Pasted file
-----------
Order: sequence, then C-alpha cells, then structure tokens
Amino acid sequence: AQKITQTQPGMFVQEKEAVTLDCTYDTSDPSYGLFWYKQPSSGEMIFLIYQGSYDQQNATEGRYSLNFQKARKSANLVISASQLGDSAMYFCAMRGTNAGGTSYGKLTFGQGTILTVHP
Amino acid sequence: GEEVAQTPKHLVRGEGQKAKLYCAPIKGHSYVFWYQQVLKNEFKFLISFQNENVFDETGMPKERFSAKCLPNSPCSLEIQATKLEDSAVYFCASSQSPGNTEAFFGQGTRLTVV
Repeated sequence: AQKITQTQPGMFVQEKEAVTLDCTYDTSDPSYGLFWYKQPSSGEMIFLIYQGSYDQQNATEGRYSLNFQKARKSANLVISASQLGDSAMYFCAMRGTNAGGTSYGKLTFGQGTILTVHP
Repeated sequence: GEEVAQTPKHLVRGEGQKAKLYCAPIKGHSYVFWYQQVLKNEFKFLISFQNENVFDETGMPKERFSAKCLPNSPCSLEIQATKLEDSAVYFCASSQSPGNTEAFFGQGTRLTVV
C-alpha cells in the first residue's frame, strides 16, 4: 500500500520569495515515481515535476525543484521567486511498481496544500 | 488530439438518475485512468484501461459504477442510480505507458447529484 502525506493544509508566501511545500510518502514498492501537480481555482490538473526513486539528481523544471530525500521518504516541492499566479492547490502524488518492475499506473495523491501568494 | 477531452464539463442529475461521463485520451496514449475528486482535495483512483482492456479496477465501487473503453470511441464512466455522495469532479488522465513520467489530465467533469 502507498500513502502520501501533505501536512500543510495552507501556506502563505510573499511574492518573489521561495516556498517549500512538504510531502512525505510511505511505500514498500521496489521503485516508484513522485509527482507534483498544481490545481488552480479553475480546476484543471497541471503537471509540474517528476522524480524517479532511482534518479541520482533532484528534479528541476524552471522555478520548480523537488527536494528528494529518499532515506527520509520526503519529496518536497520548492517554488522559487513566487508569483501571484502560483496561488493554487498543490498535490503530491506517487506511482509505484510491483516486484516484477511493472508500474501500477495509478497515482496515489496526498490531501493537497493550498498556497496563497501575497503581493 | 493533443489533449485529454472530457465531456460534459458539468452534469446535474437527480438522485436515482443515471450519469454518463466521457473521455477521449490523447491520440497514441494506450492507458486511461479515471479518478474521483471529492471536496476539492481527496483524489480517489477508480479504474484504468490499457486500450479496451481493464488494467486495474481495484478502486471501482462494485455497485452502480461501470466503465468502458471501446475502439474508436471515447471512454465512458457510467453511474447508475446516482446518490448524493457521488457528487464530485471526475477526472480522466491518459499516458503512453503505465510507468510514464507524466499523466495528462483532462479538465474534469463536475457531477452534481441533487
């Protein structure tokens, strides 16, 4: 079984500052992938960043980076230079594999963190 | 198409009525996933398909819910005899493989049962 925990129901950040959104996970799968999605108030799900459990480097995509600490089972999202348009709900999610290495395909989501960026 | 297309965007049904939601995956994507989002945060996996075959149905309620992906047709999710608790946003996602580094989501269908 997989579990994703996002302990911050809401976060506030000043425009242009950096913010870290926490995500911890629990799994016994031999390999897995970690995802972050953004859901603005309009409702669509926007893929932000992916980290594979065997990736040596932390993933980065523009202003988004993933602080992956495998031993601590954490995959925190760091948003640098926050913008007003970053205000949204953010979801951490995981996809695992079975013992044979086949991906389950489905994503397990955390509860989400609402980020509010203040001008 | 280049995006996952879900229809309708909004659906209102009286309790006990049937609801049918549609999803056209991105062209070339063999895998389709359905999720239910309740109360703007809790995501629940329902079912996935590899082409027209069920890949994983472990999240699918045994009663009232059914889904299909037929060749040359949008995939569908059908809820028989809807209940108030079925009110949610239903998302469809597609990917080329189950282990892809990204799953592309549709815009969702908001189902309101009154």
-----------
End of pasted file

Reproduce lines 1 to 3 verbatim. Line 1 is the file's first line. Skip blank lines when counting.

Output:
Order: sequence, then C-alpha cells, then structure tokens
Amino acid sequence: AQKITQTQPGMFVQEKEAVTLDCTYDTSDPSYGLFWYKQPSSGEMIFLIYQGSYDQQNATEGRYSLNFQKARKSANLVISASQLGDSAMYFCAMRGTNAGGTSYGKLTFGQGTILTVHP
Amino acid sequence: GEEVAQTPKHLVRGEGQKAKLYCAPIKGHSYVFWYQQVLKNEFKFLISFQNENVFDETGMPKERFSAKCLPNSPCSLEIQATKLEDSAVYFCASSQSPGNTEAFFGQGTRLTVV